Therefore, what would be advantageous are mechanisms for providing more informative context for a telephone call (or the declining of a telephone call) without the significant incremental cost of establishing a separate communication regarding the telephone call.
The foregoing problems with the prior state of the art are overcome by the principles of the present invention which are directed towards a mechanism for placing a telephone call while at the same time communicating context for the telephone call. For example, when placing a telephone call, a caller may inform the callee of the subject, importance or nature of the telephone call before the callee commits to whether or not to accept the telephone call. On the other hand, if the callee declines the telephone call, the callee may then communicate a statement back to the caller without actually accepting the telephone call. In accordance with the present invention, all this is possible using the same user interface that is used to place and answer telephone calls, thereby avoiding the time required to establish a separate communication channel to communicate this information.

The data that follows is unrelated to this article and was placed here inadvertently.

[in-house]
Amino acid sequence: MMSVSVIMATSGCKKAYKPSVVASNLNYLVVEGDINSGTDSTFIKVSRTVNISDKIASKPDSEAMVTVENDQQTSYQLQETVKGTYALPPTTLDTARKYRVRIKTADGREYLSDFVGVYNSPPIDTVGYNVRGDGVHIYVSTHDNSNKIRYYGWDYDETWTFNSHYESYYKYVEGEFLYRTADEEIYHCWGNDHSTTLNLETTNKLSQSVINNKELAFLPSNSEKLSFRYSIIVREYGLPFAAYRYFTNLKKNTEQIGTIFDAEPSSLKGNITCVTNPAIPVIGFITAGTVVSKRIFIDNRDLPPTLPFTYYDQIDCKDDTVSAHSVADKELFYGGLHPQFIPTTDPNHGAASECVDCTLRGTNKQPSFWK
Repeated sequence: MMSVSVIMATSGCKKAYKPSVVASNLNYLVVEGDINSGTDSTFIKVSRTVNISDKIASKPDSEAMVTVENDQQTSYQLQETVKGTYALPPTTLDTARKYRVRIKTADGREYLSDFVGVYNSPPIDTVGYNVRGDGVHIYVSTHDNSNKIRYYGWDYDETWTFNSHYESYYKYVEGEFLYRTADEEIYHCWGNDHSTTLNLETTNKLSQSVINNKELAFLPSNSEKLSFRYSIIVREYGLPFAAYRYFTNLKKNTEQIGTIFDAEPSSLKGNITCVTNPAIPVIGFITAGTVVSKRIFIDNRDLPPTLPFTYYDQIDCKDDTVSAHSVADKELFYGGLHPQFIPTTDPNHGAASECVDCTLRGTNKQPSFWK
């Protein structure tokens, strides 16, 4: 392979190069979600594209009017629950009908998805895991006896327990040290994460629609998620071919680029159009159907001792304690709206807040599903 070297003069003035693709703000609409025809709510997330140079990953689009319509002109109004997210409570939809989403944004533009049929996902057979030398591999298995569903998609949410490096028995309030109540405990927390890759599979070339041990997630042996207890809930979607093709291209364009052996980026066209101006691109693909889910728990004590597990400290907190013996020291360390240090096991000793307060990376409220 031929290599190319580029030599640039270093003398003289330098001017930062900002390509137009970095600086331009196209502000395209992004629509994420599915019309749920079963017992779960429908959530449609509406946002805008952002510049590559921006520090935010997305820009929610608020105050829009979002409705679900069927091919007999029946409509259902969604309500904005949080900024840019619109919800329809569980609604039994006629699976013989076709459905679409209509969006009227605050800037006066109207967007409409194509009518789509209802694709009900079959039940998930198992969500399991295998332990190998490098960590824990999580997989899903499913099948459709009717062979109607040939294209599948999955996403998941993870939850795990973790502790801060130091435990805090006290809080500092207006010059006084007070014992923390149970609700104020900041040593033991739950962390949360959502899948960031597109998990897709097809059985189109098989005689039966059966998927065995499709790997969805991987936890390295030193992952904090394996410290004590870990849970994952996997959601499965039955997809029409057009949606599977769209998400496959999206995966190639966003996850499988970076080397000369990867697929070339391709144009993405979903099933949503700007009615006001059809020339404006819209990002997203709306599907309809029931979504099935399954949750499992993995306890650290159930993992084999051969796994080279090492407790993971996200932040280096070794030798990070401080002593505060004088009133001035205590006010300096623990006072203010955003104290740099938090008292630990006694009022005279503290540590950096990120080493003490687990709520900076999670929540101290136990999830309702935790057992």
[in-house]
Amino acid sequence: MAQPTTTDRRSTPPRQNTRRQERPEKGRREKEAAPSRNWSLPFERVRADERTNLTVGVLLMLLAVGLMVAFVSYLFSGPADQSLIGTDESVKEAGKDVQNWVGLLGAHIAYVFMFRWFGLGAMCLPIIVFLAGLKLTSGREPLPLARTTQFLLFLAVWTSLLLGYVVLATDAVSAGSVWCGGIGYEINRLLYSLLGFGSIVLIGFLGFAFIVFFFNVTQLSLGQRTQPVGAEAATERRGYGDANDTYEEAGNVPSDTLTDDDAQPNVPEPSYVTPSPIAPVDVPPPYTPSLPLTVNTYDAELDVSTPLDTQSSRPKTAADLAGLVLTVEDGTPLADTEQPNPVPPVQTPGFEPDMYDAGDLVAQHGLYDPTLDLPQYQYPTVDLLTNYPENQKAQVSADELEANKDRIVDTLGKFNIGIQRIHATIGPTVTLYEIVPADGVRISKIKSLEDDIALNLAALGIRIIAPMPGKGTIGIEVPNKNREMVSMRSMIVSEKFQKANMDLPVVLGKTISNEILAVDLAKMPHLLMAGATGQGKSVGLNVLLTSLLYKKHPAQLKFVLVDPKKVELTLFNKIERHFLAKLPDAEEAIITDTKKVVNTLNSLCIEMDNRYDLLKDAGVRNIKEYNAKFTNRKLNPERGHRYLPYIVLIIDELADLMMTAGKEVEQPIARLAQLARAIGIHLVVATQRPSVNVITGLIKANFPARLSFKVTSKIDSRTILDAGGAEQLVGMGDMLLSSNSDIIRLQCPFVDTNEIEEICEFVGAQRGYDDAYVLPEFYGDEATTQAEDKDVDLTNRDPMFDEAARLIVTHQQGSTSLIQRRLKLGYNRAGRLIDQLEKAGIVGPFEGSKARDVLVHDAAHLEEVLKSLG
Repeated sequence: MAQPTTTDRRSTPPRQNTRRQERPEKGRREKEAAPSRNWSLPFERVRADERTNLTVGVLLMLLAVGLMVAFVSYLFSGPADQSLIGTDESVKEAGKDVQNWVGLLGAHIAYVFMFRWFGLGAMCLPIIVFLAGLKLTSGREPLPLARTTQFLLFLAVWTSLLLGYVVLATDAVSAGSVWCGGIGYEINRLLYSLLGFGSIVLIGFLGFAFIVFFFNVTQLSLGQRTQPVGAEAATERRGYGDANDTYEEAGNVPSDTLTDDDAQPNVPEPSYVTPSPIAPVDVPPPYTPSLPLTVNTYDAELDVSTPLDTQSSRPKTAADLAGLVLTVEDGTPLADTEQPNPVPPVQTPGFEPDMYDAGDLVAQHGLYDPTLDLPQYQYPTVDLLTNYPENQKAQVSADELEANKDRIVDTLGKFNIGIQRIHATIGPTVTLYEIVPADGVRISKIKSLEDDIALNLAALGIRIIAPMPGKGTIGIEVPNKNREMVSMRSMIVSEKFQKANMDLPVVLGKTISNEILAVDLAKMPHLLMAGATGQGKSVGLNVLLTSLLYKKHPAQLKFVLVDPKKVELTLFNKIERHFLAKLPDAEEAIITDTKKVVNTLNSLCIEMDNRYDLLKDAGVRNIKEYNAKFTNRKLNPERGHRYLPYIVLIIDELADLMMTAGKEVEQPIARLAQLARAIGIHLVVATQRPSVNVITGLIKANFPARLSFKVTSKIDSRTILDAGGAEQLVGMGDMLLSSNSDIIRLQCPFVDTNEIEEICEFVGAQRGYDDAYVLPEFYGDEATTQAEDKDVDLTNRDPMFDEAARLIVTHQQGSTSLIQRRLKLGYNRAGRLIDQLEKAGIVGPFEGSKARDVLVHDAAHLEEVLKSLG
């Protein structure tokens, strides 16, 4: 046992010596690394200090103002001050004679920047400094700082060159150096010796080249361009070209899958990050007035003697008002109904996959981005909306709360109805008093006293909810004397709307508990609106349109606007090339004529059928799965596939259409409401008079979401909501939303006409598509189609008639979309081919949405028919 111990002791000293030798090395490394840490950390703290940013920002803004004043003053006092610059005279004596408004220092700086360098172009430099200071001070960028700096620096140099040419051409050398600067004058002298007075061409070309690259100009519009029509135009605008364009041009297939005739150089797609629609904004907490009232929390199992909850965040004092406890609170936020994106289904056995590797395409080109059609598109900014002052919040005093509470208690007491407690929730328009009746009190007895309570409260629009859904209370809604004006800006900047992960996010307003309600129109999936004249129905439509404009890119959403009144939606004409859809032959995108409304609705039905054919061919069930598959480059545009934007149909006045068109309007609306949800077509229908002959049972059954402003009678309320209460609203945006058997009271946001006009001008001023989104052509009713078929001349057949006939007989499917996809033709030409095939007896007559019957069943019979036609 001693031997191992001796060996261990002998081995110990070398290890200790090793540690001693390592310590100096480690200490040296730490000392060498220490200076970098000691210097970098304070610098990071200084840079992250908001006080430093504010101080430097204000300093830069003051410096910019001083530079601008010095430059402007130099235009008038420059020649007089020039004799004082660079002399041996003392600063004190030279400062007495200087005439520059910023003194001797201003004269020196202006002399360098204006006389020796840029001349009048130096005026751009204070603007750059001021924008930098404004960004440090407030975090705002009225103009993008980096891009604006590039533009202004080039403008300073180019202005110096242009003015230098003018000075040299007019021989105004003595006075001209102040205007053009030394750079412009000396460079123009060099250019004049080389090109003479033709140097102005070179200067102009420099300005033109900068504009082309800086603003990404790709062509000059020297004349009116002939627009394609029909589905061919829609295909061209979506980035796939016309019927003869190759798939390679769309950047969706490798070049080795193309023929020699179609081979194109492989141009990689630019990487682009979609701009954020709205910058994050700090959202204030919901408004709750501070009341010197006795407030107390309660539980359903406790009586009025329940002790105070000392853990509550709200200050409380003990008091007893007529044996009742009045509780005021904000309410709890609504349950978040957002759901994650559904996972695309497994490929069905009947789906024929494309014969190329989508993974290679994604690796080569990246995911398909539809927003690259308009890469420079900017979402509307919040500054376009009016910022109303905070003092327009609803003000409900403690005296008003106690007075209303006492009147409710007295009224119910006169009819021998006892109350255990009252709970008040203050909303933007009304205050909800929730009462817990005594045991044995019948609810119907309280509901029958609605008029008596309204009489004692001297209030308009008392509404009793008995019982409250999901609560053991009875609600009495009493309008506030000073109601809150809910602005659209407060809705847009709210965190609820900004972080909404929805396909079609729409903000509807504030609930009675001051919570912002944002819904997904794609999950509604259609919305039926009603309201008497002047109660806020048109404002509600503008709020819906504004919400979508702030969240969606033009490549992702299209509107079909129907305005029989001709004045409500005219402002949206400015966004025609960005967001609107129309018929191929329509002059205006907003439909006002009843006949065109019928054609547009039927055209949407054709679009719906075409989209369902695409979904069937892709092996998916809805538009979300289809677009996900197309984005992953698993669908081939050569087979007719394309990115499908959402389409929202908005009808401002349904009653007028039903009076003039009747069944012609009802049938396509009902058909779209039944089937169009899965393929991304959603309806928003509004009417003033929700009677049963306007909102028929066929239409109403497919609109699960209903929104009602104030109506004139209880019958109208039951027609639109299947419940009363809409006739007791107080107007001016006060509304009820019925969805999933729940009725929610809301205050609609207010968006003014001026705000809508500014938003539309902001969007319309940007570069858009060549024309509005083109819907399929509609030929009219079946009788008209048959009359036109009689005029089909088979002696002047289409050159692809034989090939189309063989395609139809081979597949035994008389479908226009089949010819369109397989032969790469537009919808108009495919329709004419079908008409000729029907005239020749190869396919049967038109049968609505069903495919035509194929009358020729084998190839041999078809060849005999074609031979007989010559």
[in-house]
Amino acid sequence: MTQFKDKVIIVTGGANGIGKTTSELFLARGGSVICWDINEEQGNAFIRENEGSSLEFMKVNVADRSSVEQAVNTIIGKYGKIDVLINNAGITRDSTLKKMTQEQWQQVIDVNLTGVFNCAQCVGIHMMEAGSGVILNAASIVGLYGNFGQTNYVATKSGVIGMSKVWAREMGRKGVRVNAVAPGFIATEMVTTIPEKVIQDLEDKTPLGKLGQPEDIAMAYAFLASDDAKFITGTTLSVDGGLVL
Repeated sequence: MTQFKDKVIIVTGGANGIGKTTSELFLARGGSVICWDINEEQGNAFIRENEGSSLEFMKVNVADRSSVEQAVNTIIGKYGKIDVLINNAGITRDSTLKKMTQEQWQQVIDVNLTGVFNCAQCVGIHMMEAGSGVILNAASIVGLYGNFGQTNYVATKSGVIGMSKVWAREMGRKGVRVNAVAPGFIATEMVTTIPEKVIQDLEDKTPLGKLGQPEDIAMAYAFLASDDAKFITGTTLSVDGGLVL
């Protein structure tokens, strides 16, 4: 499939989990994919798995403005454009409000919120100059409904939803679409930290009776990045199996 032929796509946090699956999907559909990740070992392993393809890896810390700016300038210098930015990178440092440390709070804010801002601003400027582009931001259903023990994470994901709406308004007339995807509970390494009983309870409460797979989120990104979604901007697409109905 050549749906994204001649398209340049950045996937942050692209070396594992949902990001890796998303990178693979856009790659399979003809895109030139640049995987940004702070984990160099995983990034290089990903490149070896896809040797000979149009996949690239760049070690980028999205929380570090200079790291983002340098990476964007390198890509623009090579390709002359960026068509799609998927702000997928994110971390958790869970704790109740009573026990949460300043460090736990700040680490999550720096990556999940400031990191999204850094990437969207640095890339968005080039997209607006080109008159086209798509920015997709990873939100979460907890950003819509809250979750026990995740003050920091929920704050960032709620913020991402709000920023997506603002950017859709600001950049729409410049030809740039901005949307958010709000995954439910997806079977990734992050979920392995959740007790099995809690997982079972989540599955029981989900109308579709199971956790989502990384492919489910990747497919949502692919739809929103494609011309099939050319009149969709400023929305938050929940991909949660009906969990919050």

The caller uses a mechanism on a user interface to instruct a caller computing system to place a telephone call to a callee computing system. Using the same user interface, the caller also identifies some contextual information for the telephone call such as, for example, the subject, importance and/or nature of the telephone call. The caller computing system then constructs a call invitation data structure that includes both an invitation to the callee to engage in a telephone conversation and the user-entered identification of the context of the telephone call. The caller computing system then transmits the call invitation data structure to the callee computing system.
Upon receiving the call invitation data structure, the callee computing system reads the identification of the context of the telephone call, and then takes appropriate action based on the context for the telephone call. For example, the callee computing system may cause a user interface to be displayed permitting the callee to answer the call, or decline the call with a statement to be returned to the caller. The context information may also be placed with the other call information in a call log. Furthermore, the context information may be used to determine appropriate rerouting of the telephone call. When declining a call, the callee computing system may communicate a statement to the caller regardless of whether or not the original call invitation included context for the telephone call.